Nowadays DC Comics Deathstroke has become a major player in the DC Universe appearing in comics, video games, cartoons, and more recently in the CW series Arrow. In 1991 he got his first original series aptly titled Deathstroke the Terminator. For years artist Steve Erwin brought the adventures of DC’s mercenary to life making him the seminal artist of the character. While he is most noted for Deathstroke, Erwin has had a long career and tackled just about every DC character you can imagine as well as numerous others including Checkmate and Vigilante, as well as characters from other companies like Grimjack and The Ferret and now he is expanding to take on the task of bringing writer Robert A. Heinlein’s works to comics like never before. I had the chance to sit down with this legendary artist at the North Texas Comic Book Show to discuss his career, Deathstroke and his upcoming project Citizen of the Galaxy.
Bobby: Can you tell us a how you got into drawing comics?
Steve: I was a comic book fan when I was a little kid, as I got older, in junior high and high school I discovered that I liked to tell stories, but that I wasn’t a very good writer. Since I like comic books so much, the connection that was a personal one for me was that you could tell stories with pictures. I was always a pretty good artist, even as a kid so my dream was to one day draw comics. So I followed my heart and always did all the art classes that school provided and after high school went to technical school for commercial art and dreamed in the back of my brain while I pursued a real career in commercial art. Jumping forward the woman I married was very supportive of what my dream was and life put us in a situation where we relocated for her a new job and she encouraged me to stay home and work on a portfolio to see if I could make it in the industry. After the better part of a year of trial and error working on portfolio pieces and going to convention after convention and talking to publishers, editors, and artists, learning how to draw comics that way, I eventually got some small press work. That work led to work with larger publishers where I wound up with a couple of good assignments with First Comics with Grimjack. The little work I did on that series got my foot in the door at DC Comics and my first assignment with them was doing the last three issues of Vigilante, which at the time I didn’t know where it was headed, I was just the penciler on the book, I didn’t know I was going to be the last penciler on it. The writer and editor liked the work I was doing on that book, so when the replacement for that book came along they offered it to me which turned out to be Checkmate, which was my first real step into comics as a career.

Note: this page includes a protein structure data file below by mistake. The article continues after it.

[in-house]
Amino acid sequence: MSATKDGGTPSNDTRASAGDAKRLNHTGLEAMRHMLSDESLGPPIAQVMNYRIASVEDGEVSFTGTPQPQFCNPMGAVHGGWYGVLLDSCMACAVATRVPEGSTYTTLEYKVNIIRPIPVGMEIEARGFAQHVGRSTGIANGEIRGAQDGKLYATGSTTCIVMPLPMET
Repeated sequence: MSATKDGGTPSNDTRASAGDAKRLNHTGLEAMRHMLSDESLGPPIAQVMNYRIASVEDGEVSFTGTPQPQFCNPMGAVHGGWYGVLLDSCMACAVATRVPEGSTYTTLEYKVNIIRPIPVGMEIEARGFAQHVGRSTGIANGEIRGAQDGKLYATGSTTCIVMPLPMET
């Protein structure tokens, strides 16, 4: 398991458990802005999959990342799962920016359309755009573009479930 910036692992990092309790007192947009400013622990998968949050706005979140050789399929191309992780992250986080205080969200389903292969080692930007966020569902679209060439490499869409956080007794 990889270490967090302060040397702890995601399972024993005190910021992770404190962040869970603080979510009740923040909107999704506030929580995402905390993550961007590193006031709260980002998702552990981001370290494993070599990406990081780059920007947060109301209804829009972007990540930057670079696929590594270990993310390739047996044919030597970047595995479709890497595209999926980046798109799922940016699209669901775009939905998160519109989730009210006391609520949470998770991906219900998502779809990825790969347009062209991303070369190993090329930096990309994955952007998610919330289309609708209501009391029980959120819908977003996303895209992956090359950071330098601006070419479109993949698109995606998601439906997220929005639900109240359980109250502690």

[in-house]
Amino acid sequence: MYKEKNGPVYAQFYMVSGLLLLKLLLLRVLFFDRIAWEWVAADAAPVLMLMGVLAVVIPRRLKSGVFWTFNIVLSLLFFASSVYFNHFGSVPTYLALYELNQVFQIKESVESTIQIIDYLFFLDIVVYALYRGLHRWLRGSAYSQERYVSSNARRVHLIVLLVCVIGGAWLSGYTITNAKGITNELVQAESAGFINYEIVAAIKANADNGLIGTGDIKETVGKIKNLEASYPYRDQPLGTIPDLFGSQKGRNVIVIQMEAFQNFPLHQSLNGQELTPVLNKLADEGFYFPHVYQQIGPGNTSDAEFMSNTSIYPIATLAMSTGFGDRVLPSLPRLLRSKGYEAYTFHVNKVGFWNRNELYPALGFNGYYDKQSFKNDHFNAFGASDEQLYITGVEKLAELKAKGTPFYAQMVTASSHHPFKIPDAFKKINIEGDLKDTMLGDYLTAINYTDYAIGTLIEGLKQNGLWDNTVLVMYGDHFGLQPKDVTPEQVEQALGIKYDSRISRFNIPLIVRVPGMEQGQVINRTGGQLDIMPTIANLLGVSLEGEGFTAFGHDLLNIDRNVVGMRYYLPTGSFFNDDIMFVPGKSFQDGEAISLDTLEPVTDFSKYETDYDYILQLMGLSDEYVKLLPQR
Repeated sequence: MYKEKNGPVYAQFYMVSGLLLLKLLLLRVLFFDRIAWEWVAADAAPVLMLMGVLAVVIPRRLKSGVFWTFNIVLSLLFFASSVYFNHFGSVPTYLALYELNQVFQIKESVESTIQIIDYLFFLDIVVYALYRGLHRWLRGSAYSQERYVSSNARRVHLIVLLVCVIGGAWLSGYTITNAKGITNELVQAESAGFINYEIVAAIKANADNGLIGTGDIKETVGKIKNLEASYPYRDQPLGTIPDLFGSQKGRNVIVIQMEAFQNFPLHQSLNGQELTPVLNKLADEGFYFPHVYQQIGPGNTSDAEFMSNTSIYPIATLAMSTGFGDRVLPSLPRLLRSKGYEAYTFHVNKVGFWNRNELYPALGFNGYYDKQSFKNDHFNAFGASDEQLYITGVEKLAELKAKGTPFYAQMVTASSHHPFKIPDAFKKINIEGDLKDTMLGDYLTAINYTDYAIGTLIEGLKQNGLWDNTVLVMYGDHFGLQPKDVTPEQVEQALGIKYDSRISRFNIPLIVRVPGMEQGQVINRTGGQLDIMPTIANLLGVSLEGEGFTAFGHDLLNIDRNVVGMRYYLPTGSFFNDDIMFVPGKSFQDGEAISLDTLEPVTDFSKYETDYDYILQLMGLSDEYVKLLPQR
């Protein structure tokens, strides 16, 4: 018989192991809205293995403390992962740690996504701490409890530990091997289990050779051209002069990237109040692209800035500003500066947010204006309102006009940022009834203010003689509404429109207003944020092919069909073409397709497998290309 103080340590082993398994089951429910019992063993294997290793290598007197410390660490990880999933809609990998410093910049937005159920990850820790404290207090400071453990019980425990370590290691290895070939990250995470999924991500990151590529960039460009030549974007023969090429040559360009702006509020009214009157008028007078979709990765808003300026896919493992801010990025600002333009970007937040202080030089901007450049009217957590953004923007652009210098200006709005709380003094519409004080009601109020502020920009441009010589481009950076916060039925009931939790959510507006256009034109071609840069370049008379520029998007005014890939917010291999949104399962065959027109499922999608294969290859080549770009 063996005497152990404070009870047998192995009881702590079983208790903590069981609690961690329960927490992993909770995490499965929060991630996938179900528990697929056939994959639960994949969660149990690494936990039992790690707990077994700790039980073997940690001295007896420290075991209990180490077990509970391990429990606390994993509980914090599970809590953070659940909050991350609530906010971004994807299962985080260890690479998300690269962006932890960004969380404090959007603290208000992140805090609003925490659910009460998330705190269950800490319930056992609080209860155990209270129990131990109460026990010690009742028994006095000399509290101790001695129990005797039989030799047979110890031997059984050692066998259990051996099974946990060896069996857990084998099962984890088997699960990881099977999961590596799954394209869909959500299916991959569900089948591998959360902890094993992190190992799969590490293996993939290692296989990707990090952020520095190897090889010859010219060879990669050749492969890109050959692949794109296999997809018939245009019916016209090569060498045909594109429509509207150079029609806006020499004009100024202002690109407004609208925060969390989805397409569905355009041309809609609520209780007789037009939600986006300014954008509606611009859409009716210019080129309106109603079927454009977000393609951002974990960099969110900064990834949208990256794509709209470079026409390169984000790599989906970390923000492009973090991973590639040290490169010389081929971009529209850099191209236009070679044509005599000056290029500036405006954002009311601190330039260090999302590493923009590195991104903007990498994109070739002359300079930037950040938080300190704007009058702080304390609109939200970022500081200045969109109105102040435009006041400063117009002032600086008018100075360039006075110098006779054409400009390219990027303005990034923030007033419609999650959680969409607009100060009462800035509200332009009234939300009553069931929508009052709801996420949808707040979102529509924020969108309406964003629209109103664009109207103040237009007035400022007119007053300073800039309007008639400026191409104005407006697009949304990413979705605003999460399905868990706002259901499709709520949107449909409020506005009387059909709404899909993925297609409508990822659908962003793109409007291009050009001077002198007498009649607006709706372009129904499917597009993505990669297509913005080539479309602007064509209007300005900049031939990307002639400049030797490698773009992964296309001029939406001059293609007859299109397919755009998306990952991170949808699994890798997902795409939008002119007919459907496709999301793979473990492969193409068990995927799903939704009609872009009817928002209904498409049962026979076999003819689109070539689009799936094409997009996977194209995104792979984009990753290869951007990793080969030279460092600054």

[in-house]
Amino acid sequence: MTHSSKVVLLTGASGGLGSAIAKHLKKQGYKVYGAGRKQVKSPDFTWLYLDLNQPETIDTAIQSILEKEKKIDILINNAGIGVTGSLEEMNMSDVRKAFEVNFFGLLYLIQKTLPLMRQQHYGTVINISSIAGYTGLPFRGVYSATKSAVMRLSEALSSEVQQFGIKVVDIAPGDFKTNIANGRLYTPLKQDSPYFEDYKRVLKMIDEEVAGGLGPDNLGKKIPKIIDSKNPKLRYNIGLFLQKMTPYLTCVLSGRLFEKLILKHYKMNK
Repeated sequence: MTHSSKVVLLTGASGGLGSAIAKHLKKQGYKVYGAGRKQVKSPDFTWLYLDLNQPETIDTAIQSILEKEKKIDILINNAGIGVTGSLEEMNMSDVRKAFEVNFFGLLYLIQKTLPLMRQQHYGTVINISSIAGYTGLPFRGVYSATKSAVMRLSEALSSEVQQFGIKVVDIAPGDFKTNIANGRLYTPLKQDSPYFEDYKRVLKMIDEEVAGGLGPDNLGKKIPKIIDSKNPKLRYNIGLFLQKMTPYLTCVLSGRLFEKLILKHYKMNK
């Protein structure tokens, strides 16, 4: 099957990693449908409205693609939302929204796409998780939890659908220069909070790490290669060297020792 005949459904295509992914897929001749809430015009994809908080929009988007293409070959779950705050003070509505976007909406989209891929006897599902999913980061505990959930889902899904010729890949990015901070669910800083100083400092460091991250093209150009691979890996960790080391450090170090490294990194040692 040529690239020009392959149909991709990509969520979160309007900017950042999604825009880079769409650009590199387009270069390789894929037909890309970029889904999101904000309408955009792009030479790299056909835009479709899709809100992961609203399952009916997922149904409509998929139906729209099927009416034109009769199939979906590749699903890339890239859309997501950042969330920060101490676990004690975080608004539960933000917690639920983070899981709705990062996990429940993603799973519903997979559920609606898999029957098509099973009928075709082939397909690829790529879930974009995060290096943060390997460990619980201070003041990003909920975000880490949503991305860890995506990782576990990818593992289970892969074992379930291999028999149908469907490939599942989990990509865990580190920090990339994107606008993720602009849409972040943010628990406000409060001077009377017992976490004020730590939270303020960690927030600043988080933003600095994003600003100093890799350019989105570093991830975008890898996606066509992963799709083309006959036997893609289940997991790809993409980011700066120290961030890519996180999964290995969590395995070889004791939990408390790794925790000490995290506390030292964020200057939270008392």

Bobby: You were huge on the Deathstroke the Terminator series being on that book for three years. I know the character had appeared in Teen Titans # 2, but how much control did you have in his design or was it already ready to go?
Steve: It was kind of a joint decision really. Deathstroke’s costume and his half mask were pretty much tied to him. George Perez created the image for him, and I will never forgive him for creating such a complicated costume to have to draw panel after panel. (laughs) It was cumbersome to draw all of that detail on that costume all of the time, but I didn’t really want to change it much, the only thing that was a real problem was that bandolier. As far as the original was concerned I was ok leaving him the way he was, but as far as the stories were concerned I worked very hard with Marv Wolfman. We would talk on the phone and met at a few conventions about what we wanted to do with the stories. Marv and George Perez created Deathstroke so I told Marv, he is your character whatever you want him to do just tell me and I will do my best to put him through those paces. I had as much creative input as I wanted and I all I really wanted to do was tell the story visual and Marv always gave me really good stories to mess with. He was very complimentary about the work that I put to the pages. The character moves a lot, he never just stands and poses like Batman, Deathstroke is always in motion. It was a bit of a challenge, but also found it to be a lot of fun. I was trying to do something different and tried to make sure the pages gave the illusion of movement to keep it a lot of fun. Something that kept it fun for me was that it was constantly changing location, it was very international. The research was always a lot of fun, it was almost like researching James Bond or some kind of TV series being all over the world all of the time.
Bobby: The character had debuted as somewhat of a villain and of course is a mercenary, but had more of a good guy vibe in the book. Now he has gone too much darker places and almost full on villain mode, but was that book trying to give him a more hero front?